The A1c value reflects median glycemia over roughly 3 months. The performance of the test is generally excellent, and it is the primary tool for assessing glycemic control. In addition, A1c has a strong predictive value for diabetes complications, highlighting its importance in the initial assessment and routine care of patients with diabetes.
However, the A1c test is an indirect measure of average glycemia and thus is subject to limitations. For example, conditions that affect red blood cell turnover (eg, hemolytic and other anemias, glucose-6-phosphate dehydrogenase deficiency, recent blood transfusion, use of drugs that stimulate erythropoiesis, end-stage kidney disease, and pregnancy) may lead to incongruities between the A1c result and the patient's true mean glycemia, per the ADA.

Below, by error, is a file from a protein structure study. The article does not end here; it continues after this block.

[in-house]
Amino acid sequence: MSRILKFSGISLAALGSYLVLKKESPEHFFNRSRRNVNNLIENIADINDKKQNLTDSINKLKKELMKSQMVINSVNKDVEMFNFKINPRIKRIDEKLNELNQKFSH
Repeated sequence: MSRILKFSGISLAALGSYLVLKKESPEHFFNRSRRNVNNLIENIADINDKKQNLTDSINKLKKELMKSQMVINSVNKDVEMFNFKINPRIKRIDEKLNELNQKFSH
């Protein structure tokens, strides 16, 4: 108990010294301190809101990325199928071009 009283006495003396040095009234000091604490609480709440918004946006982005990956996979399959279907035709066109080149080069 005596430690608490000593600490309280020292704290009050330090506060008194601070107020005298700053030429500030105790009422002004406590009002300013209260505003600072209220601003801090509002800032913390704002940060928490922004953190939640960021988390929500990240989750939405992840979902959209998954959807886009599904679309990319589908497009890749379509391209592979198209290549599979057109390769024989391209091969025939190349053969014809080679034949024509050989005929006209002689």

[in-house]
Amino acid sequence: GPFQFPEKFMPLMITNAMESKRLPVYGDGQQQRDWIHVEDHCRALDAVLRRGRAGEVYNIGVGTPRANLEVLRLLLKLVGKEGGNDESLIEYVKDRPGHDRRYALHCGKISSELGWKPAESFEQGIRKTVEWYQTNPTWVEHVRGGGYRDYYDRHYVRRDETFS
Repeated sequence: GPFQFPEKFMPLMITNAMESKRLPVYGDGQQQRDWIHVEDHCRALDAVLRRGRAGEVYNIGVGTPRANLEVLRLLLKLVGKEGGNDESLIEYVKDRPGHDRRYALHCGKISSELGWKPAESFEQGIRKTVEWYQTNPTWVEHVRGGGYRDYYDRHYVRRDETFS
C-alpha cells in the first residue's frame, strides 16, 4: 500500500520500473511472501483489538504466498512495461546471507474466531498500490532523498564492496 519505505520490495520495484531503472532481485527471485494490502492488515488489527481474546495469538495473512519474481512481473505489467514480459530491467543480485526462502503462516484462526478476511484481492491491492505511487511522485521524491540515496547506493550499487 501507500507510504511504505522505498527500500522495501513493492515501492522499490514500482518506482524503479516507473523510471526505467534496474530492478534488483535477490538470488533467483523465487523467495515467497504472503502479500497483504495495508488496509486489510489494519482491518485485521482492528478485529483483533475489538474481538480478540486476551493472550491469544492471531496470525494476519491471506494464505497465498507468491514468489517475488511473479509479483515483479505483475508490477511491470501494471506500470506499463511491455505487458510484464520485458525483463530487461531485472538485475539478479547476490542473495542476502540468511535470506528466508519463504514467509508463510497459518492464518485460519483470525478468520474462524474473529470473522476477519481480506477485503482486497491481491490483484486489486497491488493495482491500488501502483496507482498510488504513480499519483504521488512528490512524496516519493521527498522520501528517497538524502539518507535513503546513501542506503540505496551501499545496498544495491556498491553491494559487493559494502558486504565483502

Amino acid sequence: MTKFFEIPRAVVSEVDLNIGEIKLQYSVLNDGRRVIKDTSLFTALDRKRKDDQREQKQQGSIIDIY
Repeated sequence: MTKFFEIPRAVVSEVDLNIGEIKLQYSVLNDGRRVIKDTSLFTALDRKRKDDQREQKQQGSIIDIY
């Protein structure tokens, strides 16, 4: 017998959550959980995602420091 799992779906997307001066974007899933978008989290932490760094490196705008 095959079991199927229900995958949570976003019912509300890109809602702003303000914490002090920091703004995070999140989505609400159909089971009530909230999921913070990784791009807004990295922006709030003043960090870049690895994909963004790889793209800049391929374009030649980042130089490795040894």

Hemoglobinopathies, such as sickle cell trait, may distort A1c levels. Clinicians should also consider hemoglobin variants, especially when the A1c result does not correlate with the patient's CGM or BGM levels. Though a certain amount of variability in the relationship between average glucose levels and A1c exists among individuals, mean glucose and A1c generally correlate with one another over time.
Learn more about blood glucose monitoring in patients with diabetes.
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Cite this: Anne L. Peters. Fast Five Quiz: Type 2 Diabetes and Glucose Monitoring - Medscape - Dec 20, 2022.